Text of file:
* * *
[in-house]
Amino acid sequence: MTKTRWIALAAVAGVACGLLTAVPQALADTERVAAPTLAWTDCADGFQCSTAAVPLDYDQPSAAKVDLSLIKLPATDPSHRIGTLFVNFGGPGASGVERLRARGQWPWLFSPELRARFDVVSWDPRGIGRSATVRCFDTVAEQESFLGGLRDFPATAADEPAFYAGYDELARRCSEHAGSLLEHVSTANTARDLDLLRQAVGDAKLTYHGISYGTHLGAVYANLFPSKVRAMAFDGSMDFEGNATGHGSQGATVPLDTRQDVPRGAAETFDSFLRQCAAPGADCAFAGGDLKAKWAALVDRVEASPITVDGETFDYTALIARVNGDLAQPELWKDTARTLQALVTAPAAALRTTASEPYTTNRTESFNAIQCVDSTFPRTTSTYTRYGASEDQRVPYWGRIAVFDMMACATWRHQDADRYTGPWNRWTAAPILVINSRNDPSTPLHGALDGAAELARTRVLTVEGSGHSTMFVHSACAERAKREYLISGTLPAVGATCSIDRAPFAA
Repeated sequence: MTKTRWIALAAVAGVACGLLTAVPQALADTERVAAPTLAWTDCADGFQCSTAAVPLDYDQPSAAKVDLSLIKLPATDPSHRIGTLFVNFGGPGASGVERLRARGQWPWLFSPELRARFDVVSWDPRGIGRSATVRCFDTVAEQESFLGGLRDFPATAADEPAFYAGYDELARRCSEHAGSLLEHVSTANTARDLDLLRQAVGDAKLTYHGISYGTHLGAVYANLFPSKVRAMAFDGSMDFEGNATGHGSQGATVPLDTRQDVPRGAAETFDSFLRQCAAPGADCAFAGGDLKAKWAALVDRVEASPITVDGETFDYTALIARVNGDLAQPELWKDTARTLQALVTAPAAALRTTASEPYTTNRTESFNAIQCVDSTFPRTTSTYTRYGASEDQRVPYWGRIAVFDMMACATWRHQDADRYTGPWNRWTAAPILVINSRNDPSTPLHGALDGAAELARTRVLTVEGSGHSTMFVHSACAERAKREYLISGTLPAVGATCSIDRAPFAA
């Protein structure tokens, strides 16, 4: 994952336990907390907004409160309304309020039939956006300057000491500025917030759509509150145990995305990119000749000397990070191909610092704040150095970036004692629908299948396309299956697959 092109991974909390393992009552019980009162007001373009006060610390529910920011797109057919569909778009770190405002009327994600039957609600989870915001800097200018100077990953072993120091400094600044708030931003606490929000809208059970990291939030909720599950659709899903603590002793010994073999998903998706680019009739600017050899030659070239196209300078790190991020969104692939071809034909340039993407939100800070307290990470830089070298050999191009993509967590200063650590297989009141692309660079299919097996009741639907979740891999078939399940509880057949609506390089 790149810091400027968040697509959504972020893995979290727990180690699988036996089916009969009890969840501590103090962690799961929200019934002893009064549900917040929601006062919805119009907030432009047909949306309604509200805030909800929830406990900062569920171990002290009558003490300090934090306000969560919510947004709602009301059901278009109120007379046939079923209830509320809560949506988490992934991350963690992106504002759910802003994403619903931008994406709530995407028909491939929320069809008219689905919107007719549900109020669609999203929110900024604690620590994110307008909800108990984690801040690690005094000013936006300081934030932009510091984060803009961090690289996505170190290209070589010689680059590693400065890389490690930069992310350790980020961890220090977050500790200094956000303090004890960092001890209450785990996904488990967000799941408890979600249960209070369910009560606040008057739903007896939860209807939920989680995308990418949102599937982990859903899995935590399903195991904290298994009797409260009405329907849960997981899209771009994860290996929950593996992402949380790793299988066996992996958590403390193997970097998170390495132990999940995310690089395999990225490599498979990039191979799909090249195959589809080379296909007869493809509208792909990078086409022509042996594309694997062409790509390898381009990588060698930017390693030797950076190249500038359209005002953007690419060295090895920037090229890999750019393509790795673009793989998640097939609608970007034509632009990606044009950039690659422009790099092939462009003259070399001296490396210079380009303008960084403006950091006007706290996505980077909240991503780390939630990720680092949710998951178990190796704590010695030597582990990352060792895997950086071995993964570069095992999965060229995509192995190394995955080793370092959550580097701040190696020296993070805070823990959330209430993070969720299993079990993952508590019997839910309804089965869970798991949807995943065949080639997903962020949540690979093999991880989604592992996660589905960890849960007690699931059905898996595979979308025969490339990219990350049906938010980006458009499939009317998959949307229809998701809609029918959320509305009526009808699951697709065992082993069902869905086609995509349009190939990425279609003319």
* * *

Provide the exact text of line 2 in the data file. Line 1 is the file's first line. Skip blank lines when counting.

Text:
Amino acid sequence: MTKTRWIALAAVAGVACGLLTAVPQALADTERVAAPTLAWTDCADGFQCSTAAVPLDYDQPSAAKVDLSLIKLPATDPSHRIGTLFVNFGGPGASGVERLRARGQWPWLFSPELRARFDVVSWDPRGIGRSATVRCFDTVAEQESFLGGLRDFPATAADEPAFYAGYDELARRCSEHAGSLLEHVSTANTARDLDLLRQAVGDAKLTYHGISYGTHLGAVYANLFPSKVRAMAFDGSMDFEGNATGHGSQGATVPLDTRQDVPRGAAETFDSFLRQCAAPGADCAFAGGDLKAKWAALVDRVEASPITVDGETFDYTALIARVNGDLAQPELWKDTARTLQALVTAPAAALRTTASEPYTTNRTESFNAIQCVDSTFPRTTSTYTRYGASEDQRVPYWGRIAVFDMMACATWRHQDADRYTGPWNRWTAAPILVINSRNDPSTPLHGALDGAAELARTRVLTVEGSGHSTMFVHSACAERAKREYLISGTLPAVGATCSIDRAPFAA